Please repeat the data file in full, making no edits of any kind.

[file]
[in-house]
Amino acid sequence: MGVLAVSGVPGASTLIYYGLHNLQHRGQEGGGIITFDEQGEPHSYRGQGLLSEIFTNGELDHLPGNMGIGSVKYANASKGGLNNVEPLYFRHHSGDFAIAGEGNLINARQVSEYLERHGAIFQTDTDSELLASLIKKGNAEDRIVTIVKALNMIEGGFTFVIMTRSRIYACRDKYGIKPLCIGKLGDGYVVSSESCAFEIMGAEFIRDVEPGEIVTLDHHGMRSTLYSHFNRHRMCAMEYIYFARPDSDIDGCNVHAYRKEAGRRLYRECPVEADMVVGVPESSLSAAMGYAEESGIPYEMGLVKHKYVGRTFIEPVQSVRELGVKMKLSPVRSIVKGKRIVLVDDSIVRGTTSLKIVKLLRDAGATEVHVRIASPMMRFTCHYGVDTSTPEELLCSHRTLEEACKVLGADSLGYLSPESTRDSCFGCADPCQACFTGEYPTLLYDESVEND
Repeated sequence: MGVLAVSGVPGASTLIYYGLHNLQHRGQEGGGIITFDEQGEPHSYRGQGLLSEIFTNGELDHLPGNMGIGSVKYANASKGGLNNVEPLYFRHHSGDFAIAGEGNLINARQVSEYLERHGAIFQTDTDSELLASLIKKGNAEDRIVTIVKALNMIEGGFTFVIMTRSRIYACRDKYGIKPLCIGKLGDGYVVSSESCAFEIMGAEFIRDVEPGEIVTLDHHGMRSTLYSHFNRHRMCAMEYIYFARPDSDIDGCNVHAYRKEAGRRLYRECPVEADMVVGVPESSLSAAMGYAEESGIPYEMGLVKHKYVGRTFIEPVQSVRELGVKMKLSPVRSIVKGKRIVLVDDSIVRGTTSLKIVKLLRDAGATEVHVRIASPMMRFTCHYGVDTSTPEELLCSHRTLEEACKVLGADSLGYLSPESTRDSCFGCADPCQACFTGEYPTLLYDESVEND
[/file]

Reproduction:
[in-house]
Amino acid sequence: MGVLAVSGVPGASTLIYYGLHNLQHRGQEGGGIITFDEQGEPHSYRGQGLLSEIFTNGELDHLPGNMGIGSVKYANASKGGLNNVEPLYFRHHSGDFAIAGEGNLINARQVSEYLERHGAIFQTDTDSELLASLIKKGNAEDRIVTIVKALNMIEGGFTFVIMTRSRIYACRDKYGIKPLCIGKLGDGYVVSSESCAFEIMGAEFIRDVEPGEIVTLDHHGMRSTLYSHFNRHRMCAMEYIYFARPDSDIDGCNVHAYRKEAGRRLYRECPVEADMVVGVPESSLSAAMGYAEESGIPYEMGLVKHKYVGRTFIEPVQSVRELGVKMKLSPVRSIVKGKRIVLVDDSIVRGTTSLKIVKLLRDAGATEVHVRIASPMMRFTCHYGVDTSTPEELLCSHRTLEEACKVLGADSLGYLSPESTRDSCFGCADPCQACFTGEYPTLLYDESVEND
Repeated sequence: MGVLAVSGVPGASTLIYYGLHNLQHRGQEGGGIITFDEQGEPHSYRGQGLLSEIFTNGELDHLPGNMGIGSVKYANASKGGLNNVEPLYFRHHSGDFAIAGEGNLINARQVSEYLERHGAIFQTDTDSELLASLIKKGNAEDRIVTIVKALNMIEGGFTFVIMTRSRIYACRDKYGIKPLCIGKLGDGYVVSSESCAFEIMGAEFIRDVEPGEIVTLDHHGMRSTLYSHFNRHRMCAMEYIYFARPDSDIDGCNVHAYRKEAGRRLYRECPVEADMVVGVPESSLSAAMGYAEESGIPYEMGLVKHKYVGRTFIEPVQSVRELGVKMKLSPVRSIVKGKRIVLVDDSIVRGTTSLKIVKLLRDAGATEVHVRIASPMMRFTCHYGVDTSTPEELLCSHRTLEEACKVLGADSLGYLSPESTRDSCFGCADPCQACFTGEYPTLLYDESVEND